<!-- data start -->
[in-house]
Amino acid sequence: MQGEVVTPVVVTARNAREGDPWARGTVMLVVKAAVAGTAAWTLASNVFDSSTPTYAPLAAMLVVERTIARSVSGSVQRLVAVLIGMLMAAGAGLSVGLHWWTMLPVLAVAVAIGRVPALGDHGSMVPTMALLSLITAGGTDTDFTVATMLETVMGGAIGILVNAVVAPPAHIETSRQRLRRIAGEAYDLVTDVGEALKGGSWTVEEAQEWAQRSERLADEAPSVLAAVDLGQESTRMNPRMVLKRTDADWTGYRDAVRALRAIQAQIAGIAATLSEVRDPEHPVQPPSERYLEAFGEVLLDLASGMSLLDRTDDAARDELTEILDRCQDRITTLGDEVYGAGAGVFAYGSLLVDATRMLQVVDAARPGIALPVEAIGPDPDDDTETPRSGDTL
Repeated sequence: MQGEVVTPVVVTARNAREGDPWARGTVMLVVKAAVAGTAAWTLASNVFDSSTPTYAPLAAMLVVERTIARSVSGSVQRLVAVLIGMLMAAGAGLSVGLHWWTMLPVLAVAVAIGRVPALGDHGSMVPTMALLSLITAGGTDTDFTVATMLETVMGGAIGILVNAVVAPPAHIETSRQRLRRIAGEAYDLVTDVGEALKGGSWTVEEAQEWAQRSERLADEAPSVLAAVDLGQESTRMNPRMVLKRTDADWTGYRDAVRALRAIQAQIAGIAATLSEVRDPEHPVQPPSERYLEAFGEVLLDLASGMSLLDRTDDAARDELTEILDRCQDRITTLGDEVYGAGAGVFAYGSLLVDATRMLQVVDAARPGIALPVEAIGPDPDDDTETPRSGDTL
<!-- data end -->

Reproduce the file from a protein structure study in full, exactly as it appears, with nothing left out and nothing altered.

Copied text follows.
[in-house]
Amino acid sequence: MQGEVVTPVVVTARNAREGDPWARGTVMLVVKAAVAGTAAWTLASNVFDSSTPTYAPLAAMLVVERTIARSVSGSVQRLVAVLIGMLMAAGAGLSVGLHWWTMLPVLAVAVAIGRVPALGDHGSMVPTMALLSLITAGGTDTDFTVATMLETVMGGAIGILVNAVVAPPAHIETSRQRLRRIAGEAYDLVTDVGEALKGGSWTVEEAQEWAQRSERLADEAPSVLAAVDLGQESTRMNPRMVLKRTDADWTGYRDAVRALRAIQAQIAGIAATLSEVRDPEHPVQPPSERYLEAFGEVLLDLASGMSLLDRTDDAARDELTEILDRCQDRITTLGDEVYGAGAGVFAYGSLLVDATRMLQVVDAARPGIALPVEAIGPDPDDDTETPRSGDTL
Repeated sequence: MQGEVVTPVVVTARNAREGDPWARGTVMLVVKAAVAGTAAWTLASNVFDSSTPTYAPLAAMLVVERTIARSVSGSVQRLVAVLIGMLMAAGAGLSVGLHWWTMLPVLAVAVAIGRVPALGDHGSMVPTMALLSLITAGGTDTDFTVATMLETVMGGAIGILVNAVVAPPAHIETSRQRLRRIAGEAYDLVTDVGEALKGGSWTVEEAQEWAQRSERLADEAPSVLAAVDLGQESTRMNPRMVLKRTDADWTGYRDAVRALRAIQAQIAGIAATLSEVRDPEHPVQPPSERYLEAFGEVLLDLASGMSLLDRTDDAARDELTEILDRCQDRITTLGDEVYGAGAGVFAYGSLLVDATRMLQVVDAARPGIALPVEAIGPDPDDDTETPRSGDTL